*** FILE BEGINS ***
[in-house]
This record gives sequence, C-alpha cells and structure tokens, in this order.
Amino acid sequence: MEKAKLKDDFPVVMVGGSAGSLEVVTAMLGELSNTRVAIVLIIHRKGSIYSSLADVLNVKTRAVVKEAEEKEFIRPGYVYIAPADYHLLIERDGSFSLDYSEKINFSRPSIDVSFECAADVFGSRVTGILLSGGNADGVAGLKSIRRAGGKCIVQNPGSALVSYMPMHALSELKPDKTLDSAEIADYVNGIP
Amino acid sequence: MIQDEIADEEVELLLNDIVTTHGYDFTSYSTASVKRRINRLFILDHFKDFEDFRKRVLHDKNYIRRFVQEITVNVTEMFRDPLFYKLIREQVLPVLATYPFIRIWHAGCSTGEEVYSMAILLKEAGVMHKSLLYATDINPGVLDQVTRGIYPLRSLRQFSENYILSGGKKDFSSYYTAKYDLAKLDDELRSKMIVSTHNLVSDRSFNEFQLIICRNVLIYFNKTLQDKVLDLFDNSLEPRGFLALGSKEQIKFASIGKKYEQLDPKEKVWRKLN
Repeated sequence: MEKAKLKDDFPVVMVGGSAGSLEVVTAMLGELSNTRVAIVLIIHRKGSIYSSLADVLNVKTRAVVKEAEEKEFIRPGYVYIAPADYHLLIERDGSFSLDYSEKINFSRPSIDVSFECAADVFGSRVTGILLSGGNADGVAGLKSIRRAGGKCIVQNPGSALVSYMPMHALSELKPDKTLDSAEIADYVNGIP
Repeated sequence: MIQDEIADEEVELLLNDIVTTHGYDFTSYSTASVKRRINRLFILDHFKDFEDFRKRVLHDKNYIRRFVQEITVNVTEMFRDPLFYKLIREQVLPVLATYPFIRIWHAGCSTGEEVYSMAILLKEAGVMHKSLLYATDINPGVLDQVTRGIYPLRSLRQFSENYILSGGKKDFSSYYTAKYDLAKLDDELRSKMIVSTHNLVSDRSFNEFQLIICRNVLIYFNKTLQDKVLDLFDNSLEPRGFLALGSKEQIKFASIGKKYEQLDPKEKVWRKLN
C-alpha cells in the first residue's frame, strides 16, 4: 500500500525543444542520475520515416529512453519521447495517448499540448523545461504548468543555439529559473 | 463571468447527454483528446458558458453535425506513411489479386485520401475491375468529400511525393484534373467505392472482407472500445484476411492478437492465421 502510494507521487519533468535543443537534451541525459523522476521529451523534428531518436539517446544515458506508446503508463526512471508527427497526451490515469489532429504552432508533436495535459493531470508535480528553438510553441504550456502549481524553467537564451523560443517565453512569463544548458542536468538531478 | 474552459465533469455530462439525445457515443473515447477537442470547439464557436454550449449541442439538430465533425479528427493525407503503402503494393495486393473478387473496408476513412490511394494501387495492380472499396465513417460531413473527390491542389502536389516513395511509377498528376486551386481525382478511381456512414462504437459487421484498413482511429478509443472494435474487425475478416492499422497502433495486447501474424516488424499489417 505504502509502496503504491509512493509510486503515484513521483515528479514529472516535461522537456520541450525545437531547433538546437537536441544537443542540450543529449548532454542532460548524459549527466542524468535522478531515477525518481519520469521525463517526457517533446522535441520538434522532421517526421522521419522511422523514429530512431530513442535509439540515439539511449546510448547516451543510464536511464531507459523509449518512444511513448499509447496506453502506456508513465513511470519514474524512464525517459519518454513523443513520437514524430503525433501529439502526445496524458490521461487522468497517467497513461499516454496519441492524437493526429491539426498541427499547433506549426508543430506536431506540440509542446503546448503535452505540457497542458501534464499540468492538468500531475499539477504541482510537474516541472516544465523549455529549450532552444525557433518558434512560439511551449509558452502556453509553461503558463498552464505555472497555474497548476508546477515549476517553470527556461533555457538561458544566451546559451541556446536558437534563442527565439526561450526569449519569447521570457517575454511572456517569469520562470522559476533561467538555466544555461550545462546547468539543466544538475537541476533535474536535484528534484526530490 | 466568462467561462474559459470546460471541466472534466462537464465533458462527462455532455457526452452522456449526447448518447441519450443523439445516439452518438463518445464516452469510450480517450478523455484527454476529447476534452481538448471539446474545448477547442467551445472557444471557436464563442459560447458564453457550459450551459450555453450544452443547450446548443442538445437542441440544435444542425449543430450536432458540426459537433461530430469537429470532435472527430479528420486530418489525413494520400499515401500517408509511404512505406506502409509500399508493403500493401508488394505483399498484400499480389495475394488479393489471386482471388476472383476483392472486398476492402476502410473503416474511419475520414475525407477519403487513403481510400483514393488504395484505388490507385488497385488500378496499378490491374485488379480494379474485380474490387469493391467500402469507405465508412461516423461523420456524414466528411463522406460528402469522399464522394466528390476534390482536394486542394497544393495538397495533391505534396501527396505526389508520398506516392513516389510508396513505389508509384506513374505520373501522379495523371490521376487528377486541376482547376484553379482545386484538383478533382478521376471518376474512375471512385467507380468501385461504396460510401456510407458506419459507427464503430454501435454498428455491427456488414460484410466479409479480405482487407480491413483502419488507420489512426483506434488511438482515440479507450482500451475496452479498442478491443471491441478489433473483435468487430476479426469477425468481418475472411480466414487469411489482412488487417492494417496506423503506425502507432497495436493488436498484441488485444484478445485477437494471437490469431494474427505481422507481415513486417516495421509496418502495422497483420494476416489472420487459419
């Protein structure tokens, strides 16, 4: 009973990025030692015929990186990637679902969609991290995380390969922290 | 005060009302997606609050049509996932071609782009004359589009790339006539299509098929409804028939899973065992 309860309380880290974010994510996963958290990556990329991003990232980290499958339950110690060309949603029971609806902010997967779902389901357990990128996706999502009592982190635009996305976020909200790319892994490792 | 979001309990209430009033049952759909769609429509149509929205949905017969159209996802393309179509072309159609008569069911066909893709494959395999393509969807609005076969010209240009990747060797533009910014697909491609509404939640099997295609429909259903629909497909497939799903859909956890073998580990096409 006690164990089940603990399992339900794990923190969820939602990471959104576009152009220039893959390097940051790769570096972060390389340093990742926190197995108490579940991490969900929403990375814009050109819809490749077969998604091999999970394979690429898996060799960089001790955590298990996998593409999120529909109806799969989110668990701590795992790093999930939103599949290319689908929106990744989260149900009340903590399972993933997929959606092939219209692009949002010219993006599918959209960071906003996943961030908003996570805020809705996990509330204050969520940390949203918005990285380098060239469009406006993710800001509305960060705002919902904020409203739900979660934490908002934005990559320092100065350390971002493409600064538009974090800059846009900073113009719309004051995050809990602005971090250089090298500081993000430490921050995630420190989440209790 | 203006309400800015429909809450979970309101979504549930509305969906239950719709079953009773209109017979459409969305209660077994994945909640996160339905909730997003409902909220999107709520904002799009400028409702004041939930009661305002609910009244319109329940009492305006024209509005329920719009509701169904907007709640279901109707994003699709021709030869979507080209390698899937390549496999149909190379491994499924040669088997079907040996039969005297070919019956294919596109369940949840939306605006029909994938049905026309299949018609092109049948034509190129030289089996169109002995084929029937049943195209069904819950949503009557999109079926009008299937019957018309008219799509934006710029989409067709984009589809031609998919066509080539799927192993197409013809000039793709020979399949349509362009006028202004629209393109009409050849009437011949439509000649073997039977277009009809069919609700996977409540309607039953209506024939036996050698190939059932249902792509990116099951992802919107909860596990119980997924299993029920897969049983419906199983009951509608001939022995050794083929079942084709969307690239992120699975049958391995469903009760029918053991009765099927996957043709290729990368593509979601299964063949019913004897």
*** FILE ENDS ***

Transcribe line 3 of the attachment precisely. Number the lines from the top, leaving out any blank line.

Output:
Amino acid sequence: MEKAKLKDDFPVVMVGGSAGSLEVVTAMLGELSNTRVAIVLIIHRKGSIYSSLADVLNVKTRAVVKEAEEKEFIRPGYVYIAPADYHLLIERDGSFSLDYSEKINFSRPSIDVSFECAADVFGSRVTGILLSGGNADGVAGLKSIRRAGGKCIVQNPGSALVSYMPMHALSELKPDKTLDSAEIADYVNGIP